Perhaps it not the right post to ask my question but if you can help me it would be great. I am trying to generate small voltage (~5mV) from sound of high frequency (~20 Khz). Also I need a cheap option to make it (~ INR 5) as I would require to mass produce the circuit. I was thinking of using a piezoelectric in place electromagnetic inducers for the same. Do you think it is possible

  3. Hi sir ,i have a piezo (black) which gives beep when applied to 3v…i want to make sparrow sound through it using 220v capacitive power supply

    • Hi Nikhil, It's a TINGGGGG sound…sorry I don't have it… it needs to be programmed or designed and tested with a lot of trial and error

  4. resonant frequency:500khz,Electrical-mechanical Coupling coefficient:0.75±8%,Mechanical Quality Factor:60±15%, these are the specifications of my piezodisc

  5. i am suppose to measure bone density using piezo disc P-52,i want to make piezo to work as an actuator at one end(exciting it usinf electric field so that it produces at stress at one side) which is attachted to a bone.the waves will travel through the bone and are picked up by other piezo patch at other end.and correspondingly define conductance and thus bone density

    • you mean to say the bone density will causing variations in the frequency level from one to the other end? I don't think do this concept will help to measure bone?

      I can design but that won't help the purpose…

      • sorry a lot of typos in the above comment, here's the corrected version:

        "you mean to say the bone density will cause variations in the frequency level from one end to the other end of the bone? I don't think this concept will help to measure bone density?

        I can design it but that won't help the purpose…"


    • I don't know about the latest rates, you can inquire it in Lamington Road (Mumbai).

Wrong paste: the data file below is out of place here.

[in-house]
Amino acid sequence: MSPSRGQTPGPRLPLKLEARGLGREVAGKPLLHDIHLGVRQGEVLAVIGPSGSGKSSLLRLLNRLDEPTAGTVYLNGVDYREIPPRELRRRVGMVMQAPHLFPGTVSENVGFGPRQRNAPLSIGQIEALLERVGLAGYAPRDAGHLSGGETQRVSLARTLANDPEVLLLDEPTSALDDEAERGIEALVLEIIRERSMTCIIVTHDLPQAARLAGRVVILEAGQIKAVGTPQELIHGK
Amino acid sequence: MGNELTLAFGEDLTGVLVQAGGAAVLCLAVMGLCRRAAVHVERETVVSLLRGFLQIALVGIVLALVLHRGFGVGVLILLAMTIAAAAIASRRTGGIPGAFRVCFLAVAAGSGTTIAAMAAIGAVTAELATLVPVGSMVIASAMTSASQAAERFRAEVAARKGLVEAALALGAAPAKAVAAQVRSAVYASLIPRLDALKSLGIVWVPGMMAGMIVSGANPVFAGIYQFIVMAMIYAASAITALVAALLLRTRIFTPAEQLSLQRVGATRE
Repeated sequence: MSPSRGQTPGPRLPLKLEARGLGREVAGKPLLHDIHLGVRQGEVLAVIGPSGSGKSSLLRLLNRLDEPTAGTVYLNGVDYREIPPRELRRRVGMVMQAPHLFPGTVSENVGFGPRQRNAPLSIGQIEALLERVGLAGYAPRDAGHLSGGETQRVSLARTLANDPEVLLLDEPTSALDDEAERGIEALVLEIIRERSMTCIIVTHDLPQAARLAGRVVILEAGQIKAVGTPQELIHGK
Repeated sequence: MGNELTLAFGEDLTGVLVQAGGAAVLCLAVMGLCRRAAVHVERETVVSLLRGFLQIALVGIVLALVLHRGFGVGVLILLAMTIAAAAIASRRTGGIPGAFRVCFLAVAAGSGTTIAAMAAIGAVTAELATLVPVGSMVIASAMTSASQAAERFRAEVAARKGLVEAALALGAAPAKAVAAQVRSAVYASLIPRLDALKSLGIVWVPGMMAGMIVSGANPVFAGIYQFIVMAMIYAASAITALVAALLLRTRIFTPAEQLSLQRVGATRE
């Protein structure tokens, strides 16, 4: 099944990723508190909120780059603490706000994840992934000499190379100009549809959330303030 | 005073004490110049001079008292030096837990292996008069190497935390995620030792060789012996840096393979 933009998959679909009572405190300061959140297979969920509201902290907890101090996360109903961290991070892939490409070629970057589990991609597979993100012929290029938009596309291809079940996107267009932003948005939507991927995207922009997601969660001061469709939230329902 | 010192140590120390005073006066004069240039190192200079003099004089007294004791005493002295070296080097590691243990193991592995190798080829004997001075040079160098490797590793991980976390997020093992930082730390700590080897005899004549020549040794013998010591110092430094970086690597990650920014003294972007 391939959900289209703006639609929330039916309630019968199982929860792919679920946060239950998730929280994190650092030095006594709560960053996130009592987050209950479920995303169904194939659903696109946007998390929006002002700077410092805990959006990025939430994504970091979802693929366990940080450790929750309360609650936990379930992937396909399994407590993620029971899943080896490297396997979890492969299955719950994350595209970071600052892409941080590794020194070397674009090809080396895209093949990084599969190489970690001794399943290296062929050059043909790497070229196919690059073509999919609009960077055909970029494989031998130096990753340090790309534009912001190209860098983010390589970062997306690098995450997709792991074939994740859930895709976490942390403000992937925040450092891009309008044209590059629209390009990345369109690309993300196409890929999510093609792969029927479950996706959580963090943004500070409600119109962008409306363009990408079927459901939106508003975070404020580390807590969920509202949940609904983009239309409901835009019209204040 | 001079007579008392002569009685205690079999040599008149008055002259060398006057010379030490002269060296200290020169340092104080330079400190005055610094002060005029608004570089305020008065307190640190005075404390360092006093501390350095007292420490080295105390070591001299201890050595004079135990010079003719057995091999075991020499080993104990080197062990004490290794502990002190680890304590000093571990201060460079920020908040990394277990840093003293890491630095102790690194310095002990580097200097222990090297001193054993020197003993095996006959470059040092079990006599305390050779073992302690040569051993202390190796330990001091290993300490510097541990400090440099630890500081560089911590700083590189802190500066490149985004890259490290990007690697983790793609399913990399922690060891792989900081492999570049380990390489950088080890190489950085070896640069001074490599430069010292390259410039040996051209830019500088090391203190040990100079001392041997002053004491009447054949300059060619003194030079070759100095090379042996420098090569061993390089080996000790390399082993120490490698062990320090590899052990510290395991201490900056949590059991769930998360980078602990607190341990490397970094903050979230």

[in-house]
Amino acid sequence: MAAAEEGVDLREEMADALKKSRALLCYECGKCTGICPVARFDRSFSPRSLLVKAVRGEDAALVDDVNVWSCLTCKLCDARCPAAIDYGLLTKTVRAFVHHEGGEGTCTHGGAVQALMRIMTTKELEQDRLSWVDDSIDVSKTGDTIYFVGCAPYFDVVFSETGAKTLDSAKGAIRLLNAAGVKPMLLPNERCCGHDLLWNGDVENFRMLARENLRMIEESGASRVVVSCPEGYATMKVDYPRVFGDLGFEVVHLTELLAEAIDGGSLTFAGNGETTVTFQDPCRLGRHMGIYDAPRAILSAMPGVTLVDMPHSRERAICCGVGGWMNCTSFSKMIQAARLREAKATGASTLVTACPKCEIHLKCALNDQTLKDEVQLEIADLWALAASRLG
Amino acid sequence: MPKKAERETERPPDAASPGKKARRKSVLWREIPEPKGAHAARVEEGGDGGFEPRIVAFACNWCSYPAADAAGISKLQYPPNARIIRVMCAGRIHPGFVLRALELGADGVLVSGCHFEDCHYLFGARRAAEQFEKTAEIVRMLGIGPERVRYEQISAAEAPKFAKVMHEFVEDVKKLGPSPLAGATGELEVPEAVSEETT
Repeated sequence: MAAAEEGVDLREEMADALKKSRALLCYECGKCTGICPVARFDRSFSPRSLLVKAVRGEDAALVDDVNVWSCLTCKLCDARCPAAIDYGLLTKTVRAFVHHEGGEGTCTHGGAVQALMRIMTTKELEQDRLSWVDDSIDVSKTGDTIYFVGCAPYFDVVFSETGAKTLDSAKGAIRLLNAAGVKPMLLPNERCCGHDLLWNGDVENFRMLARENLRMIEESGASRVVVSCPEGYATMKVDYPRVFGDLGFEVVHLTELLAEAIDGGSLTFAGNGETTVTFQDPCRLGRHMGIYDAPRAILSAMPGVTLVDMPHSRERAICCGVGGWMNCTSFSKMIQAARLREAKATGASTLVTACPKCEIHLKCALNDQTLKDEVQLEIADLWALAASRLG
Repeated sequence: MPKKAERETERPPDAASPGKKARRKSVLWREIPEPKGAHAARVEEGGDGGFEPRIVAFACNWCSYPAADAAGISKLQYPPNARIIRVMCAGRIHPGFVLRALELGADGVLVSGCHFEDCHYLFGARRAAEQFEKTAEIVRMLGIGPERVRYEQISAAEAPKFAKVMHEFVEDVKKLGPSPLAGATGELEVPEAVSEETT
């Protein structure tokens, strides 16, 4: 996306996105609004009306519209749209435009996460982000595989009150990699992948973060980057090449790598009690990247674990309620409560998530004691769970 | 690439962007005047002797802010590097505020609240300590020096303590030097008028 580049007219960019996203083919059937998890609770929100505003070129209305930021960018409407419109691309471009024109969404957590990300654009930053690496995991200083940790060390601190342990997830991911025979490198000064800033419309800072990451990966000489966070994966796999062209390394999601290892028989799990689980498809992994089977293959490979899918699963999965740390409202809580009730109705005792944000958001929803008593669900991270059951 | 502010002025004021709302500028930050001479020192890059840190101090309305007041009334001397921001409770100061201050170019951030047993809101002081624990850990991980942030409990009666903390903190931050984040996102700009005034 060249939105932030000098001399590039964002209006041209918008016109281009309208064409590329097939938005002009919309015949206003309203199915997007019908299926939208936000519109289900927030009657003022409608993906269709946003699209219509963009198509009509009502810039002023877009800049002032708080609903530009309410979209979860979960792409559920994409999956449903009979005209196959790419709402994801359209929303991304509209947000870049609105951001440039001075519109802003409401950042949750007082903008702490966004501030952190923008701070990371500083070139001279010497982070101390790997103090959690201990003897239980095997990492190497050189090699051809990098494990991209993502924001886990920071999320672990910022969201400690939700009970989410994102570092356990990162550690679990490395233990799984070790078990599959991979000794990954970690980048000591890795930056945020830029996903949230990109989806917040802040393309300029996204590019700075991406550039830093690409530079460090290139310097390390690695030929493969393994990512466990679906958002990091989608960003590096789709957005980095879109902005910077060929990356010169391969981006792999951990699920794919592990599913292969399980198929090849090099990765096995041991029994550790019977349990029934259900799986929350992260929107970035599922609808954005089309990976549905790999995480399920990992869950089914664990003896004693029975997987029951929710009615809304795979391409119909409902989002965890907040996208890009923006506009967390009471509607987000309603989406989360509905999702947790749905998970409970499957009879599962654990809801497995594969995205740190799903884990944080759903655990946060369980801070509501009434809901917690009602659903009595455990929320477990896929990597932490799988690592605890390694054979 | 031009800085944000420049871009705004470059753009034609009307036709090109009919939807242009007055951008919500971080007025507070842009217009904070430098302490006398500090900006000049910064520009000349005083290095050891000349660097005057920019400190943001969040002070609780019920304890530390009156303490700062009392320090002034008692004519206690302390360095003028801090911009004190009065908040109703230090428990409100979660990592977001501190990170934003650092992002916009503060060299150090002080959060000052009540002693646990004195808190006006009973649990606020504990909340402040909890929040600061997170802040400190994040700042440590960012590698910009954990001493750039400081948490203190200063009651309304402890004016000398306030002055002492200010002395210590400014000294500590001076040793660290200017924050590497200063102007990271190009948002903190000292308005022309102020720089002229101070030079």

…by the way manufacturing the above explained buzzer won't be easy because plenty of small and big companies are already manufacturing these at extremely competitive rates……

  7. Hello, i wiuld like to buy a certain quantity of those pzt elements for a project i'm having.
    The only problem is, i need to know much power output one piece can provide per pulse, and i don't know how to calculate it with the data dosplayed on the datasheets… can someone help me?

    • The datasheet reveals that it has a resonant impedance of 300 ohms approximately, so you can use is this with reference to the supply voltage and use Ohms law for calculating the current intake
      Once you find the current you can multiply it back with the supply voltage.

  8. Thank you Chinmoy for your curiosity,

    However I would repeat the same thing again…"why do you need it? it's not necessary for such a simple design"

    I am afraid just like your other previous comments you once again failed to understand the core of the advise 🙂

    I meant to say that we measure voltage and current parameters only for those circuits for which these matter, so that it helps the user to tweak and optimize the results from the circuit, and here it wasn't relevant at all since the circuit is heavily dependant on readymade components such as the piezo, transistor and the inductor, so it wasn't so important, it's just about using good quality components and witness perfect results.

    And as far as a new learner is concerned it becomes even more meaningless and irrelevant for him to know these parameters, because a new learner must first learn the basics regarding transistors, piezos, inductors etc, and then learn how these need to be configured for achieving the intended results, there's no point in jumping to an oscillator and start measuring the voltages and current, what would the new learner understand from these data?

    And by the way, piezos vary a lot for different makes and brands, and so does the hfe of the transistors and so does the mH of the inductors, which are procured readymade….so IMO these can definitely cause variations in the discussed parameters and there’s no way to change these until the components were itself changed,…and again it's not important to change these variations because it wouldn't yield anything substantial in terms of the sound intensity.

    Sound intensity for the above design is hugely dependent on how it's stuck on the base, the quality of the rubber ring and the size of the hole of the front lid.

Leave a Comment

Do NOT follow this link or you will be banned from the site!